On the underside of the keyboard there's also the USB C connector (the WASD v3 has a detachable cable) and the DIP switches for configuring various modes. Most of the time I leave these in the "off" position, flipping some occasionally when I need to enable the macro programming key. There's also two feet to provide additional tilt although it should be noted this keyboard already has a tilt. Cable routing channels are also provided and at each corner there are sizeable rubber pads to further prevent the keyboard slipping.
Legends on the key caps seem to be well printed and the images are crisp. Do excuse the poor quality of my phone camera in the image below (and the others), but here's an attempt at a macro mode shot of the keys  (please also excuse the dust!):
You'll note we've a few different key colours here - white for most of the letters (although WASD is in a pale grey, chosen by me for gaming rather than the company), grey for navigation (tab, baskspace, carriage return etc.) and varying colours on the modifiers. My Dvorak layout is shown in black whereas Qwerty is in the cerise like pink (#df6186) in the bottom right of each key.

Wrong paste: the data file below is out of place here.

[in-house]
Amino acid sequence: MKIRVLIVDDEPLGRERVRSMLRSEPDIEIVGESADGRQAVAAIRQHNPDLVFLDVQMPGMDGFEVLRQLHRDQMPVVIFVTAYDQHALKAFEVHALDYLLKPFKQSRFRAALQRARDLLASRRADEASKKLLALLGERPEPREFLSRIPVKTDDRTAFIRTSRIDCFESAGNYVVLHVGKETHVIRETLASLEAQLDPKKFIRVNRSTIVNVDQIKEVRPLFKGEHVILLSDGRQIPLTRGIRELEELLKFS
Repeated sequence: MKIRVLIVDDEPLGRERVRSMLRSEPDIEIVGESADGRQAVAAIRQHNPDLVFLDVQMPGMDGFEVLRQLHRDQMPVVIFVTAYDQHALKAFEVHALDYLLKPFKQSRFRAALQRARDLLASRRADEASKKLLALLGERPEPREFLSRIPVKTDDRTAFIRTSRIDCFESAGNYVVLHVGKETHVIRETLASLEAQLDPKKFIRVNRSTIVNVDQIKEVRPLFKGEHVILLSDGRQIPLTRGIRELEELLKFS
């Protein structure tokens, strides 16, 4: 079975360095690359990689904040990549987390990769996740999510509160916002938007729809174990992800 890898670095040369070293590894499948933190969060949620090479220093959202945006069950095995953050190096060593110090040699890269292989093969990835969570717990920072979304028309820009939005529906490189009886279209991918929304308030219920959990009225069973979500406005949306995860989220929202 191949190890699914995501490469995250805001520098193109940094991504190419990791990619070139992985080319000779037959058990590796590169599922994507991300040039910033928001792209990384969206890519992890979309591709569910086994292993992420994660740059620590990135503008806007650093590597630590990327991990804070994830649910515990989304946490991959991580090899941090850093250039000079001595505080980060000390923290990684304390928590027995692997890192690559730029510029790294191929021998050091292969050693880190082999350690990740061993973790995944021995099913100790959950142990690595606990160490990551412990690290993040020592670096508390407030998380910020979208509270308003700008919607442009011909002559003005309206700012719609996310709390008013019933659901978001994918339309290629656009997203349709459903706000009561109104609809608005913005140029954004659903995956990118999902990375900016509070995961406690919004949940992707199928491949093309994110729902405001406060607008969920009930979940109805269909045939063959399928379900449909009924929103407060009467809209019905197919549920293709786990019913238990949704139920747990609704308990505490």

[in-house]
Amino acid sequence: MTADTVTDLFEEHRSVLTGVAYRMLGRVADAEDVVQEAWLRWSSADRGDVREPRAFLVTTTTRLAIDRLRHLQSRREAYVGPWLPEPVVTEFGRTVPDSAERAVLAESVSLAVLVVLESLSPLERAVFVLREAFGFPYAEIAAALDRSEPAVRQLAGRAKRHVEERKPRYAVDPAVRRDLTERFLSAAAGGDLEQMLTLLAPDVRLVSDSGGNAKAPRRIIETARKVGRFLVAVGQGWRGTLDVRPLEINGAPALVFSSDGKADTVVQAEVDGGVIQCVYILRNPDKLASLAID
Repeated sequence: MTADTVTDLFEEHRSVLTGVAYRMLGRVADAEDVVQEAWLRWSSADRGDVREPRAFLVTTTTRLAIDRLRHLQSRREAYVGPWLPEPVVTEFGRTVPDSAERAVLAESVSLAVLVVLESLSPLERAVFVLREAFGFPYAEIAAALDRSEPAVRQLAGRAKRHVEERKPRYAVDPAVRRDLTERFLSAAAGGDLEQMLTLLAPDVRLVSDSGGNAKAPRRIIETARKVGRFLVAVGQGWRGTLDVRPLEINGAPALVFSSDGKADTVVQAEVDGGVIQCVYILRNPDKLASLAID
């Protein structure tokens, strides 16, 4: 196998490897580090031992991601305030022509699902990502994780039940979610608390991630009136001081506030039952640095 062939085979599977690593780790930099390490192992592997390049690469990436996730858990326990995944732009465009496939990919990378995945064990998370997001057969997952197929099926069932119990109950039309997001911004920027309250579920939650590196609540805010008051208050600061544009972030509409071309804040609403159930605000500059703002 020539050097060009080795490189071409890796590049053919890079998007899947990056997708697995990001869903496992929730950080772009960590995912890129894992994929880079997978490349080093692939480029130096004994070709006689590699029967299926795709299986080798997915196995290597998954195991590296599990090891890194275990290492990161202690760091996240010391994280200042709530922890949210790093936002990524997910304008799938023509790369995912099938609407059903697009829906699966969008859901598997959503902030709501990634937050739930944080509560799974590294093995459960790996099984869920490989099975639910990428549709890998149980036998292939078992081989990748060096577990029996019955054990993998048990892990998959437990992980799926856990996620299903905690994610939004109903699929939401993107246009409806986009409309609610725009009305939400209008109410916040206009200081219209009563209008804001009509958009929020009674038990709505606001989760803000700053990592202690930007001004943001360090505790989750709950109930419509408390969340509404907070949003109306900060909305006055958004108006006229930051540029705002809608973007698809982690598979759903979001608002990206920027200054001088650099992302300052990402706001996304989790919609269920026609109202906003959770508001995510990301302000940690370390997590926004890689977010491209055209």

WASD provide quite a reasonable warranty, found here. It's also nice that their logo is not present on the top of the keyboard, although they do provide a sticker in the box.
The included manual is quite slim and explains the DIP switch settings, built in shortcut keys, how to change LED colours and how to program macros. Each layer (the v3 has 4 of them) can hold up to 25 macros, with a maximum of 32 key presses in each. WASD tell me this limit is being increased in a future version. By programming macros you can remap keys (some people dispose of caps lock for example) or have one shortcut type your email address. It's an interesting idea and was a reason I picked this board. Once the limit is removed / increased I'll be able to build UK Dvorak into the programming and simply take a Dvorak keyboard with me, regardless of the OS keyboard layout.
It's worth noting the manual is the same for the WASD v3 as the WASD CODE keyboard which is backlit. At the time of writing, I'm running firmware version 0.14.